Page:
The United States' 1996 Communications Decency Act (CDA) Section 230 has worked very well in the intervening years to enable the development and rise of social media and tech giants as legally unencumbered platforms when it comes to publishing third-party user content.
That's what's allowed the shape and the face of the internet as we know it today – but also the unprecedented rise in terms of the influence wielded by some of these companies, like Google, Facebook, Apple, and others.
Section 230 protections are currently some of the most debated issues in the political realm, exploring Big Tech's legal status in the US. MLex, a site looking into market regulatory news, reports about a new challenge here.
In this case, it's the families of victims of attacks perpetrated by the Hamas terror group over two years – 2014 to 2016 – who want the US Supreme Court “to reconsider the broad immunity for content” posted on the web, and allowed thanks to CDA's Section 230 provisions.
Hamas operates in the Middle East – by and large in Israel. This petition is spearheaded by the estate of US military veteran and graduate student Taylor Force who was stabbed to death by a Hamas attacker in Tel Aviv in 2016, the article said.
The case might prove to be “the first challenge before the US Supreme Court” to Section 230, it is added – and the gist of it revolves around social media networks like Facebook allowing Hamas to post their content on the platform.
“The US Court of Appeals for the Second Circuit found that Facebook is immunized by Section 230 for content posted by Hamas on Facebook's platform,” MLex writes.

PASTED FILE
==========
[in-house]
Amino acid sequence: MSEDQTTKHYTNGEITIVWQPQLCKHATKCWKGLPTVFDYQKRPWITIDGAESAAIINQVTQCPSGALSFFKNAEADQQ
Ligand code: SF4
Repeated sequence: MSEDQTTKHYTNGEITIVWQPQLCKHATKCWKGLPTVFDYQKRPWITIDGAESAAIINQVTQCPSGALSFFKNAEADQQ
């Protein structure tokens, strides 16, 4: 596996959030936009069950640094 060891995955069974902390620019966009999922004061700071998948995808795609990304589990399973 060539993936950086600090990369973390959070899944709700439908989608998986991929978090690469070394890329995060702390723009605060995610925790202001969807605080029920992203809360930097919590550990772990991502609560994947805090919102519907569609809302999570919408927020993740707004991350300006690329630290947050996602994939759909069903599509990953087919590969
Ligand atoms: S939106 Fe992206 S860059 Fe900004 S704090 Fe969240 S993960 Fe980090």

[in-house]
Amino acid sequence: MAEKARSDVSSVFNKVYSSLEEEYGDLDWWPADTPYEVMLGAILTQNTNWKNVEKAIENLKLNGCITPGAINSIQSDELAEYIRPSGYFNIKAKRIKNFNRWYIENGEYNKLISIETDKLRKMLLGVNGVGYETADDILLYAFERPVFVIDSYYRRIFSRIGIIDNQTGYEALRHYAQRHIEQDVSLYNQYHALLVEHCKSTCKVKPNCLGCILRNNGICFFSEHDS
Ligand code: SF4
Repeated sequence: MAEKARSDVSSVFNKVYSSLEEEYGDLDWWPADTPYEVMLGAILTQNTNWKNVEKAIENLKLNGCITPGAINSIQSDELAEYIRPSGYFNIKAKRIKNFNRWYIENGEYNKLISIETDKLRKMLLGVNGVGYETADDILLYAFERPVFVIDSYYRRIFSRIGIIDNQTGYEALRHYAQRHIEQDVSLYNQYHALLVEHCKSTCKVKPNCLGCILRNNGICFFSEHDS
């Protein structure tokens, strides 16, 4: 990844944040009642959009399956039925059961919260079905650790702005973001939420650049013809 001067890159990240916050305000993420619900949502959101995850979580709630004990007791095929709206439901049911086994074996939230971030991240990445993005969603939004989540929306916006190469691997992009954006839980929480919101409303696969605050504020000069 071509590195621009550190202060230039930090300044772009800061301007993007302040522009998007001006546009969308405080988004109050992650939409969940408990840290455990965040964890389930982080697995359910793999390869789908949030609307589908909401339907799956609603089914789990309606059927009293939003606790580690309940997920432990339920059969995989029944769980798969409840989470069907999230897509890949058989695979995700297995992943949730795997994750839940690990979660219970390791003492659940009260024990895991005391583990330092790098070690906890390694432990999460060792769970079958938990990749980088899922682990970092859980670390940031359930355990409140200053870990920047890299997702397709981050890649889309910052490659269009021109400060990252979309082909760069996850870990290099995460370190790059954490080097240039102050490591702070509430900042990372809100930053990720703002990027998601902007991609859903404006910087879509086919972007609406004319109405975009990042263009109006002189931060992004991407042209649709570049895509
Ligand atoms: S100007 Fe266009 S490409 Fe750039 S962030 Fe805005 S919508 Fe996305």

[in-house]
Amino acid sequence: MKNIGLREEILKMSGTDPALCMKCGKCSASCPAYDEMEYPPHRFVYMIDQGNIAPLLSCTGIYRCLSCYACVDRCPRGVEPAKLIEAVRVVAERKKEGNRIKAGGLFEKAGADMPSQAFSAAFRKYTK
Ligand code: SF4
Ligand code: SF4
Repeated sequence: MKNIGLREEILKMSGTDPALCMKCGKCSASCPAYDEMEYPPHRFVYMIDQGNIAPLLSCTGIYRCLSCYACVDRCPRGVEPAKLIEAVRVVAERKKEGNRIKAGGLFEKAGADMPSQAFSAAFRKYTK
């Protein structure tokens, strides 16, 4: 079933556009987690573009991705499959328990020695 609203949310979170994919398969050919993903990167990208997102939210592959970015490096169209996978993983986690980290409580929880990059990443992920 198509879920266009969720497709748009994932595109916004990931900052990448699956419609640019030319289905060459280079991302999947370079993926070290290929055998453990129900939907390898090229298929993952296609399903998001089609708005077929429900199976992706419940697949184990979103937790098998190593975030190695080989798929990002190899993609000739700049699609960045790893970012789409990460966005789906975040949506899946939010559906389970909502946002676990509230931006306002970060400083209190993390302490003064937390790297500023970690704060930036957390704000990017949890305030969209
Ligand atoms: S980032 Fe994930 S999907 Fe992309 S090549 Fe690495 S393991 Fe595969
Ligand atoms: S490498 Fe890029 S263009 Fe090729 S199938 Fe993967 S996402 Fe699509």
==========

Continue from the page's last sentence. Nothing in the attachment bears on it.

However, the petition now filed before the US Supreme Court says that “the courts of appeals are divided as to whether (as the Second Circuit held) section 230 creates a form of general immunity applicable to all possible civil claims, or only precludes (in certain circumstances) treating interactive computer service providers as ‘publishers' with regard to claims that specifically require a plaintiff to establish that the defendant is a publisher.”
In other words, the petition is based on one of the US courts of appeals, that for the Seventh Circuit, disagreeing with the Second, Fourth and Ninth Circuits who all found that Section 230 gives “nearly bulletproof immunity for legal liability for content posted to social networks and other interactive computer services.”
The case falls into the ongoing debate about whether CDA and Section 230 are still valid in the modern internet world – and they are attacked from various corners for different reasons.
Big Tech, for its part, would like this particular point of pressure to go away – and they want the legal liability status quo to continue, and continue to enjoy the status of platforms rather than publishers.
“Few experts expect Section 230 to be gutted, but the chances it will be amended or limited by Congress or the courts are much greater,” MLex writes.